June, 20: the memory day of Bl. Władysław Bukowiński, the Apostle of Kazakhstan

On June 20, 2017, we will celebrate for the first time the memory day of Fr. Władysław Bukowiński as a Blessed. We remind you that his beatification took place on 11 September last year. That was the first beatification of the Roman Catholic Church in Kazakhstan and the first beatification that took place on this country's land. On that occasion, we publish a biography of this Blessed, which, perhaps, some of you already know.

Blessed Fr. Władysław Bukowiński, the Apostle of Kazakhstan
Family and childhood
Władysław Bukowiński was born on January 4, 1905 (December 22, 1904 according to the orthodox calendar), in Berdychiv, in what is now the Ukraine. His father was Jozef Cyprian Bukowiński. After the death of his first wife, Władysław’s mother, he remarried, this time to his first wife’s sister, Victoria Scipio del Campo. Władysław treated to her with great respect, as if she were his mother. Besides Władysław, the Bukowiński family had two more children: his sister Irina Bukowińska-Dawydowska and their half-brother Zygmunt.
The first years of his life were spent in the village of Gribenikovka, Ukraine. Władysław showed great intellectual capacity in early childhood and so began studying already at home, where he also received religious education. The rosary became his favourite prayer. An atmosphere of kindness and respect reigned in the Bukowiński home leaving a deep impression in Fr. Władysław’s heart that would remain his whole life.
In 1914, Bukowiński entered the Russian high school in Kiev, then studied in Zhmerinka (Podolia), and from 1917 on the Polish high school in Płoskirów (Proskurov). In 1920, fleeing from the Bolsheviks, his family moved to Poland and settled in Święcice. In 1921, Władysław passed the exams in Krakow and entered the Law Faculty of the Jagiellonian University, from which he graduated in 1926. At the same time, he graduated with honors from the Polish School of Political Science. These years were marked by an intense activity in the academic circle, where the students coming from the eastern regions of Poland were gathering. In this environment, he found many friends. From 1925 to 1926, Bukowiński worked in the editorial office of the Czas magazine.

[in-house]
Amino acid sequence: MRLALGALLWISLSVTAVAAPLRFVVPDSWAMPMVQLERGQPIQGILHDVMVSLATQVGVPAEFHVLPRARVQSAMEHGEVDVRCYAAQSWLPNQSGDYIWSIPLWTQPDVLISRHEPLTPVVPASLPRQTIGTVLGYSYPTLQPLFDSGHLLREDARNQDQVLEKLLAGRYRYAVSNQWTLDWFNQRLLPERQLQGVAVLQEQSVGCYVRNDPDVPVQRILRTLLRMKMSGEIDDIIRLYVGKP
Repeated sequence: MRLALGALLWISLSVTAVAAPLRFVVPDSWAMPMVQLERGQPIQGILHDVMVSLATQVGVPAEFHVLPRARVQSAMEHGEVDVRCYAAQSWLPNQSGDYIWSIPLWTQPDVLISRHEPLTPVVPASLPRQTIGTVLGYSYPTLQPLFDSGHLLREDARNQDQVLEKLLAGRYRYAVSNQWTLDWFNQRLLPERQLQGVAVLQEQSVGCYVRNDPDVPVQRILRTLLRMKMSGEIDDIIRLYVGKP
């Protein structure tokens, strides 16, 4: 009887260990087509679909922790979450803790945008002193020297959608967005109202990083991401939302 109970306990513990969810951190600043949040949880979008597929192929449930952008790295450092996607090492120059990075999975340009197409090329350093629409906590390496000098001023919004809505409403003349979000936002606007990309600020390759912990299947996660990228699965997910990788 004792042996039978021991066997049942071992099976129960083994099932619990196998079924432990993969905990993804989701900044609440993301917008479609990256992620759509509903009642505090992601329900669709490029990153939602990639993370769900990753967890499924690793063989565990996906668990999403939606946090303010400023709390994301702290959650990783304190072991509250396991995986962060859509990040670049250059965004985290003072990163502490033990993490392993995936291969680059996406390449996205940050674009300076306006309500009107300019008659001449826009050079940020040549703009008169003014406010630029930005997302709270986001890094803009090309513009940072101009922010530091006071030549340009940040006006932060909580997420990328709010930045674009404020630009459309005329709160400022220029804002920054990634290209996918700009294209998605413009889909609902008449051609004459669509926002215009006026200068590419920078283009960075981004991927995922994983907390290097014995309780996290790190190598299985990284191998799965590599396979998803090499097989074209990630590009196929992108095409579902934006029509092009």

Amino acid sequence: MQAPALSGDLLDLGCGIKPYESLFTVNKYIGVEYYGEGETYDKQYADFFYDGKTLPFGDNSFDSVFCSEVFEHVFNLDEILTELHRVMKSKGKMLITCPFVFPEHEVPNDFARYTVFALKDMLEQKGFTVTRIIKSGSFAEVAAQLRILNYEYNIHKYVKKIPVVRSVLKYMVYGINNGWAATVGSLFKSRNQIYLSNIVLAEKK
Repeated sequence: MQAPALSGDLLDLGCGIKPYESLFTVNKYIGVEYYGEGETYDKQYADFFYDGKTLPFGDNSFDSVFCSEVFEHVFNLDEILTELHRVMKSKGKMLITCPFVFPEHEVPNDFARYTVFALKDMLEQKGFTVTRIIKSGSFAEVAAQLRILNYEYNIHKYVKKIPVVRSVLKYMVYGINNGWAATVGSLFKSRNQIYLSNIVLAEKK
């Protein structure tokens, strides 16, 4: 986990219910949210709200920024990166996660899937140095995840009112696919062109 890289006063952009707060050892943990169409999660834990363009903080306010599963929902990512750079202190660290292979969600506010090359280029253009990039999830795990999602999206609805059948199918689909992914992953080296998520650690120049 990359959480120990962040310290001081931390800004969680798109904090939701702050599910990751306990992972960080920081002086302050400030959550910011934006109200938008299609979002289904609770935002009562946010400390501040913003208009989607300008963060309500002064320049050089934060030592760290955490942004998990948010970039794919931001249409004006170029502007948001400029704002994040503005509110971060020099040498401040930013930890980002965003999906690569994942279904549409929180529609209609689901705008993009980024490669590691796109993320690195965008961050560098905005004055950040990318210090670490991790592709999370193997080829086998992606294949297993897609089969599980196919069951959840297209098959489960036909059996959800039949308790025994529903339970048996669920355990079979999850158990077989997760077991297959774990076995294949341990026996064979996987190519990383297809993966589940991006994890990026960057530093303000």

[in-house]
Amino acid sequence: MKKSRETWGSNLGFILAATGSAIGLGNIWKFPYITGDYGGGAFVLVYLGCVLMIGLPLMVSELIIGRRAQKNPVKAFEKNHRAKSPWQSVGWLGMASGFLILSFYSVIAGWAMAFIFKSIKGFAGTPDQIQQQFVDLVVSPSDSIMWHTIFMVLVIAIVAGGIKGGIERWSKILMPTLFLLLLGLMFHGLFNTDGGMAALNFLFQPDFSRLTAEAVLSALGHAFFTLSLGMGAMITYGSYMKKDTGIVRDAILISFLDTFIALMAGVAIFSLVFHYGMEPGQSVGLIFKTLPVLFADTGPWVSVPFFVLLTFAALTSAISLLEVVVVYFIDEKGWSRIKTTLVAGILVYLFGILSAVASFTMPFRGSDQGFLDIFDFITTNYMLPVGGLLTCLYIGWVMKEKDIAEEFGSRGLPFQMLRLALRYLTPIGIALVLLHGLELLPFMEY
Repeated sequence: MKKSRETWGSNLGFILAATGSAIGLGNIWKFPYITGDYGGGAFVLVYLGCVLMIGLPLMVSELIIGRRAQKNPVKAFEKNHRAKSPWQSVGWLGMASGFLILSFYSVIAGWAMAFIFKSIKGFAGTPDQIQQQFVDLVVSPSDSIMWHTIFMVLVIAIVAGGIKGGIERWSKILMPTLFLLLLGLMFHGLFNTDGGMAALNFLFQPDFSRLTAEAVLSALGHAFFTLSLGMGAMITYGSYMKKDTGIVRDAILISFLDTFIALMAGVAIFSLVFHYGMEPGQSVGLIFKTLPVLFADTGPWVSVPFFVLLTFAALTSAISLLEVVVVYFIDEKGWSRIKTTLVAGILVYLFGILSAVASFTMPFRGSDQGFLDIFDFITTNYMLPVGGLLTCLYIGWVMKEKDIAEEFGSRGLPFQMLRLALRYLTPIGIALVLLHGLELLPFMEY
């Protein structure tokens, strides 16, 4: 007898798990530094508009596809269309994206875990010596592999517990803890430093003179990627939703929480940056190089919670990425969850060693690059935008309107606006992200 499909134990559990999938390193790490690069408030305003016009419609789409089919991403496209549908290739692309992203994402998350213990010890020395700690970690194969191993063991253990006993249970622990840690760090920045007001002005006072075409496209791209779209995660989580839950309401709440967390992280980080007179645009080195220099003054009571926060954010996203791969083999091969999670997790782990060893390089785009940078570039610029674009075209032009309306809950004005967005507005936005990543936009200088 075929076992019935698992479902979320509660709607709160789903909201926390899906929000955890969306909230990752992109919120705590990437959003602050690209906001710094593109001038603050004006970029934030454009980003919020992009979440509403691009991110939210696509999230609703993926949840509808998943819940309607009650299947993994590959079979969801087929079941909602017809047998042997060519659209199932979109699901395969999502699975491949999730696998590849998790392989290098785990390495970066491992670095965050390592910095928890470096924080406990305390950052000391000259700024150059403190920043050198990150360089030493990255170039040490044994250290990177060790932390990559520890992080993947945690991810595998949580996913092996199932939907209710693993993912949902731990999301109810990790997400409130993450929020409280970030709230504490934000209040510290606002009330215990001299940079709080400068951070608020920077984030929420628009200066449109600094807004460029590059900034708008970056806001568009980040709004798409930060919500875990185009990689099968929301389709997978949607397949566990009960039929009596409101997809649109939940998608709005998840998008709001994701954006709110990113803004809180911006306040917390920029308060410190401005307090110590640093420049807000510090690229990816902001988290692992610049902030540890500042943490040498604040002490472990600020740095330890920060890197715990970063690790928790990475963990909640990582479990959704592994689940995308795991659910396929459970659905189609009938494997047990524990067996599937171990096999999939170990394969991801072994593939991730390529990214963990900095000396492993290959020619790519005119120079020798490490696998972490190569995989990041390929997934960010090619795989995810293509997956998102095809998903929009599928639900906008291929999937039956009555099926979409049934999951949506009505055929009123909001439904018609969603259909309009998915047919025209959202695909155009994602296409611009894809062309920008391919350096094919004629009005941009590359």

The vocation to the priesthood was awakened in Władysław’s soul through a conversation with a seminarian, who described his life in the seminary as a time of great joy, which did not correspond to its usual portrayal in society. In 1926, Bukowiński entered the seminary and began studying theology at the Jagiellonian University. The preparation for the priesthood included both the acquisition of theological knowledge and spiritual education. Fr. Józef Nowak, the senior priest of Rudawa, where Władysław spent his vacations during his first cycle of seminary studies, described him saying that thanks to his piety and exemplary life, he was an example not only for the parishioners, but also for the priests, and gave hope that he would be “the pride of the Church”.
Władysław Bukowiński was ordained by the Metropolitan of Krakow, Adam Stefan Sapieha on June 28, 1931, in the Cathedral of Krakow. From 1931 to 1935, Fr. Władysław served pastorally in the high school in Rabka, and then in Sucha Beskidzka. There he cared for the sick and poor, organized the Academic Society “Revival” among the student youth of Krakow who were originally from Sucha Beskidzka. Just as he was active in public life during his time of study at the Jagiellonian University, so he then took extremely dedicated and active care of the souls entrusted to his care. In August 1936, Bukowiński got a year off, and voluntarily went to the eastern border of Poland, and then asked to be transferred to the diocese of Lutsk. There he was a teacher at the seminary and then a secretary of the diocesan institute for the Catholic mission. He was also the editor of the Spójnia magazine as well as the director of the Higher Institute of Religious Knowledge, and the deputy editor of Życie Katolickie.
Years in prison